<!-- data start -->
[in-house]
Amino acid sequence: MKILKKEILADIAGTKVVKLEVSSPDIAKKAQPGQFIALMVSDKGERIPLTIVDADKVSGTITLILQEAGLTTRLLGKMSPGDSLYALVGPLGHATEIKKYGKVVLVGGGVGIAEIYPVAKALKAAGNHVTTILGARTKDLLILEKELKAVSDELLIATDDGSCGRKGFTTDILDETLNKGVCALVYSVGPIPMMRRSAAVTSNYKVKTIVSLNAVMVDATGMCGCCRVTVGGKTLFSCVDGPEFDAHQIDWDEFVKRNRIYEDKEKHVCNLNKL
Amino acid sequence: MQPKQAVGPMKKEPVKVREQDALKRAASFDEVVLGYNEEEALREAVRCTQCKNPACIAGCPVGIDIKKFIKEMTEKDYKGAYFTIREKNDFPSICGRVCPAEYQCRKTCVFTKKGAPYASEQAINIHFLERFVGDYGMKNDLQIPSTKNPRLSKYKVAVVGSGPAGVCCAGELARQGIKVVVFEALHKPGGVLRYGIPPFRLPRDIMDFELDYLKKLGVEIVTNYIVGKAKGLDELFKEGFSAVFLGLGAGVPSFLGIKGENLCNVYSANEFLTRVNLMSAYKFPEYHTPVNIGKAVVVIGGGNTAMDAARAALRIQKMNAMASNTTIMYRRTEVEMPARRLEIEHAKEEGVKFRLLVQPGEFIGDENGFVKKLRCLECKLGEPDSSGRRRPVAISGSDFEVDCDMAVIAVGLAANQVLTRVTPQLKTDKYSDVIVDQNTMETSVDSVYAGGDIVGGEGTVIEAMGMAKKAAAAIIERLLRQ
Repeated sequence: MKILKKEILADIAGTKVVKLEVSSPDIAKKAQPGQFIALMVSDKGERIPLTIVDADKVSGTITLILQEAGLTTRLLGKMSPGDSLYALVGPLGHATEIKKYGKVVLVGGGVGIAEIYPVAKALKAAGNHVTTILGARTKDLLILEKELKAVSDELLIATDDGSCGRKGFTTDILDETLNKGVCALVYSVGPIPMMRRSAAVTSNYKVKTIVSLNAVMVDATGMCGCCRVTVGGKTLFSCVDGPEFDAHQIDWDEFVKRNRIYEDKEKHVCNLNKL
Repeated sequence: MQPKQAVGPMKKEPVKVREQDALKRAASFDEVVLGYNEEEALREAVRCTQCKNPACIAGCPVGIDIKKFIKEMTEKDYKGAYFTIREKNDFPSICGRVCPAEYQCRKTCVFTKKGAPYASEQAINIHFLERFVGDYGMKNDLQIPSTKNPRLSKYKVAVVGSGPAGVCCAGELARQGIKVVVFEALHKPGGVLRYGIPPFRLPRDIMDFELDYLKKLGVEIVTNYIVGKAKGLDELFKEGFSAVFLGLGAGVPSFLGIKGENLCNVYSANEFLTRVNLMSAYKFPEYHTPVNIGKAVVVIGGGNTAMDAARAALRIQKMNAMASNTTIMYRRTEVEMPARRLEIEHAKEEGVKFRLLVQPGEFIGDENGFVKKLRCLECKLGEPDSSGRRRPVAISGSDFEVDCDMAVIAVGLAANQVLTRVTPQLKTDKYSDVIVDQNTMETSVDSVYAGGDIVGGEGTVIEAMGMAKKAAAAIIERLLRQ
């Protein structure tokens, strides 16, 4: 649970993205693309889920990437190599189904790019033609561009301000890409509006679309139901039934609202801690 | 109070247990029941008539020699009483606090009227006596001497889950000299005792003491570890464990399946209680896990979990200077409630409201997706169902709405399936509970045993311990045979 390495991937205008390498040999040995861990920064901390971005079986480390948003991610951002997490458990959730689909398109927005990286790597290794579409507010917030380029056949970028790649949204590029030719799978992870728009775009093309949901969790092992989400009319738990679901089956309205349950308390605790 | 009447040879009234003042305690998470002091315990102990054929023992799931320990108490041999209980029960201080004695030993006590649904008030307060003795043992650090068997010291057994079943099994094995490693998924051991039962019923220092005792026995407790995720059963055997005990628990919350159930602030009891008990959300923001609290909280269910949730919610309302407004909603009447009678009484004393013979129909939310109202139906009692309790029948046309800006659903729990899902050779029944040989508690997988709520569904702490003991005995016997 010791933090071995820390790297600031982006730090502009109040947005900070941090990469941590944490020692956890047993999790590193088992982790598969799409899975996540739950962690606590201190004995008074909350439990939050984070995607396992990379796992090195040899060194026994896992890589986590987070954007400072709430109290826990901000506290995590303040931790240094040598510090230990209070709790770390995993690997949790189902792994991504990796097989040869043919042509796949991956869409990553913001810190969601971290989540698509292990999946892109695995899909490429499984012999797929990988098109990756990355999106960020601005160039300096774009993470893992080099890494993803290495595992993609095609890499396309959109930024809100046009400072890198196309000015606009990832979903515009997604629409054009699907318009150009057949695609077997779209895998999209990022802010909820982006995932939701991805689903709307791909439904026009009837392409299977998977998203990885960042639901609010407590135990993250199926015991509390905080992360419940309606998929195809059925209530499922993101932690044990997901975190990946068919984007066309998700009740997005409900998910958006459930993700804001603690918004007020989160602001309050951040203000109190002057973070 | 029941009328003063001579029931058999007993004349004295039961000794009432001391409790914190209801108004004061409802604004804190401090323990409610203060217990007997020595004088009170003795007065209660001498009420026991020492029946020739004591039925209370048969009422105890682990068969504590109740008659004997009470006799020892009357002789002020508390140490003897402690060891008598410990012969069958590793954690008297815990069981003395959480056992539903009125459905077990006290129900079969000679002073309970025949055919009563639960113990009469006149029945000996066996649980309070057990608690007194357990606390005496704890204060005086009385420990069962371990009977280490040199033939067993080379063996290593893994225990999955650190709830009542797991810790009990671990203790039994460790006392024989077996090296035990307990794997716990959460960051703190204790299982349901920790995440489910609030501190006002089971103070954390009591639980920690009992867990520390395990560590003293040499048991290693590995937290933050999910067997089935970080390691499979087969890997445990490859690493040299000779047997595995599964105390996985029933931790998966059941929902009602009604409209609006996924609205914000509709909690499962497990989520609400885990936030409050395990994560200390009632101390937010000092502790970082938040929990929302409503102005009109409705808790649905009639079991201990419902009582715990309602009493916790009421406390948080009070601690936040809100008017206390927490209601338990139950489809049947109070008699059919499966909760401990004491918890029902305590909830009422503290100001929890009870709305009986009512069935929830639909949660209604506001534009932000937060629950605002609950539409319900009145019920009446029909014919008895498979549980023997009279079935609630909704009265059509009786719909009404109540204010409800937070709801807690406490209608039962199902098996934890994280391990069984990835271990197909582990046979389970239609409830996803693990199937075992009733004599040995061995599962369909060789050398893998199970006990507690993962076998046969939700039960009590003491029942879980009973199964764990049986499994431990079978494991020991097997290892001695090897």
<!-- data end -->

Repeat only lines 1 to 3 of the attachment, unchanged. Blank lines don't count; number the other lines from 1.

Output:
[in-house]
Amino acid sequence: MKILKKEILADIAGTKVVKLEVSSPDIAKKAQPGQFIALMVSDKGERIPLTIVDADKVSGTITLILQEAGLTTRLLGKMSPGDSLYALVGPLGHATEIKKYGKVVLVGGGVGIAEIYPVAKALKAAGNHVTTILGARTKDLLILEKELKAVSDELLIATDDGSCGRKGFTTDILDETLNKGVCALVYSVGPIPMMRRSAAVTSNYKVKTIVSLNAVMVDATGMCGCCRVTVGGKTLFSCVDGPEFDAHQIDWDEFVKRNRIYEDKEKHVCNLNKL
Amino acid sequence: MQPKQAVGPMKKEPVKVREQDALKRAASFDEVVLGYNEEEALREAVRCTQCKNPACIAGCPVGIDIKKFIKEMTEKDYKGAYFTIREKNDFPSICGRVCPAEYQCRKTCVFTKKGAPYASEQAINIHFLERFVGDYGMKNDLQIPSTKNPRLSKYKVAVVGSGPAGVCCAGELARQGIKVVVFEALHKPGGVLRYGIPPFRLPRDIMDFELDYLKKLGVEIVTNYIVGKAKGLDELFKEGFSAVFLGLGAGVPSFLGIKGENLCNVYSANEFLTRVNLMSAYKFPEYHTPVNIGKAVVVIGGGNTAMDAARAALRIQKMNAMASNTTIMYRRTEVEMPARRLEIEHAKEEGVKFRLLVQPGEFIGDENGFVKKLRCLECKLGEPDSSGRRRPVAISGSDFEVDCDMAVIAVGLAANQVLTRVTPQLKTDKYSDVIVDQNTMETSVDSVYAGGDIVGGEGTVIEAMGMAKKAAAAIIERLLRQ